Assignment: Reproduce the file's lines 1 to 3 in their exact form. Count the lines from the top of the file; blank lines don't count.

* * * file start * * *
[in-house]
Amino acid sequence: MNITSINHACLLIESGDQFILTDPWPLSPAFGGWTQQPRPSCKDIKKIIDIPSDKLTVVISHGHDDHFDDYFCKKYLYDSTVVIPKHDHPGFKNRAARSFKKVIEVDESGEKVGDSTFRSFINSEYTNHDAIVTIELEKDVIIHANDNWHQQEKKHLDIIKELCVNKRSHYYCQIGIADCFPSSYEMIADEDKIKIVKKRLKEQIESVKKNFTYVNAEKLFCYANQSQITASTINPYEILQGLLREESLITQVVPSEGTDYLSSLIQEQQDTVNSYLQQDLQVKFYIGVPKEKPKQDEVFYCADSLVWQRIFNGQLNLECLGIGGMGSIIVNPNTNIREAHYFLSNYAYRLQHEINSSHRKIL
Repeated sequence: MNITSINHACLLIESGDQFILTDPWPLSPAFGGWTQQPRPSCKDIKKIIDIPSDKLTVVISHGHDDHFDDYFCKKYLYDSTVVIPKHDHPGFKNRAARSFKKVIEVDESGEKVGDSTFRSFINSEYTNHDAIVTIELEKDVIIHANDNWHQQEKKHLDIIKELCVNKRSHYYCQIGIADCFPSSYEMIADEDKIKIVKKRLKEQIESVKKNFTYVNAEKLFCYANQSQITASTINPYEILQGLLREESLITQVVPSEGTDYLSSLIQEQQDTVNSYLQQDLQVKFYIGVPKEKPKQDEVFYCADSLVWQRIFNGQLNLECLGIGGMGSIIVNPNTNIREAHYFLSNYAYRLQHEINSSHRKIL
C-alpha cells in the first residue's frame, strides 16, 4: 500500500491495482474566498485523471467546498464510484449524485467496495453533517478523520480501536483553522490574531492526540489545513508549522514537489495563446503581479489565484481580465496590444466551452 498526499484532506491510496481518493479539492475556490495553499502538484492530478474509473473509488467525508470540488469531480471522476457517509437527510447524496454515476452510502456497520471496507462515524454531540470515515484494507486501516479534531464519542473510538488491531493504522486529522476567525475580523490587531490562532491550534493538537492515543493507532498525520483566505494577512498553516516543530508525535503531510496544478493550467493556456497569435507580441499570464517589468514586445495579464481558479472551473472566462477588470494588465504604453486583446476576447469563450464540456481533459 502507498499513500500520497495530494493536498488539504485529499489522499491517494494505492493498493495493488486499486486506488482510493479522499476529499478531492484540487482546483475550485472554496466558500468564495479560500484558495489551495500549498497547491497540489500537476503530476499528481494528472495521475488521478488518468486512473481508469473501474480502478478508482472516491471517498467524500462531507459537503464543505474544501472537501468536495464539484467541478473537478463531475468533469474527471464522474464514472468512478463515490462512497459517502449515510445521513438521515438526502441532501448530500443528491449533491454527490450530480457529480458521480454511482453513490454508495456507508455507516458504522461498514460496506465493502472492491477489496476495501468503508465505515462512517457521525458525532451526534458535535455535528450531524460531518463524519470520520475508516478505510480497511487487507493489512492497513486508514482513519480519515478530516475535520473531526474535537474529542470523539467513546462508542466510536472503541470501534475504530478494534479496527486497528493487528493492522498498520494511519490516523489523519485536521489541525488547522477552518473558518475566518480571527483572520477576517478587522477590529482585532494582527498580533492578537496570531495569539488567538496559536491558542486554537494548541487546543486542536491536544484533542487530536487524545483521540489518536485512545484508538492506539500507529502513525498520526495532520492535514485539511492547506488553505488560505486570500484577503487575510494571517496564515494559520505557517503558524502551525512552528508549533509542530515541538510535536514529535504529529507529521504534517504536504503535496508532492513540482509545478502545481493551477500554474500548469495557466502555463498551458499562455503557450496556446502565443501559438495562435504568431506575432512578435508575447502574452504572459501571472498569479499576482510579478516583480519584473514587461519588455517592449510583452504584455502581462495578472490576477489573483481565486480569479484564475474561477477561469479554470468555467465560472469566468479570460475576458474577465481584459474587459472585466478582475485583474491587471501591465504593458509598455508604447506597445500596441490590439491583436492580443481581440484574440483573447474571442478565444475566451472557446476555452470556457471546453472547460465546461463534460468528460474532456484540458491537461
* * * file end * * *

[in-house]
Amino acid sequence: MNITSINHACLLIESGDQFILTDPWPLSPAFGGWTQQPRPSCKDIKKIIDIPSDKLTVVISHGHDDHFDDYFCKKYLYDSTVVIPKHDHPGFKNRAARSFKKVIEVDESGEKVGDSTFRSFINSEYTNHDAIVTIELEKDVIIHANDNWHQQEKKHLDIIKELCVNKRSHYYCQIGIADCFPSSYEMIADEDKIKIVKKRLKEQIESVKKNFTYVNAEKLFCYANQSQITASTINPYEILQGLLREESLITQVVPSEGTDYLSSLIQEQQDTVNSYLQQDLQVKFYIGVPKEKPKQDEVFYCADSLVWQRIFNGQLNLECLGIGGMGSIIVNPNTNIREAHYFLSNYAYRLQHEINSSHRKIL
Repeated sequence: MNITSINHACLLIESGDQFILTDPWPLSPAFGGWTQQPRPSCKDIKKIIDIPSDKLTVVISHGHDDHFDDYFCKKYLYDSTVVIPKHDHPGFKNRAARSFKKVIEVDESGEKVGDSTFRSFINSEYTNHDAIVTIELEKDVIIHANDNWHQQEKKHLDIIKELCVNKRSHYYCQIGIADCFPSSYEMIADEDKIKIVKKRLKEQIESVKKNFTYVNAEKLFCYANQSQITASTINPYEILQGLLREESLITQVVPSEGTDYLSSLIQEQQDTVNSYLQQDLQVKFYIGVPKEKPKQDEVFYCADSLVWQRIFNGQLNLECLGIGGMGSIIVNPNTNIREAHYFLSNYAYRLQHEINSSHRKIL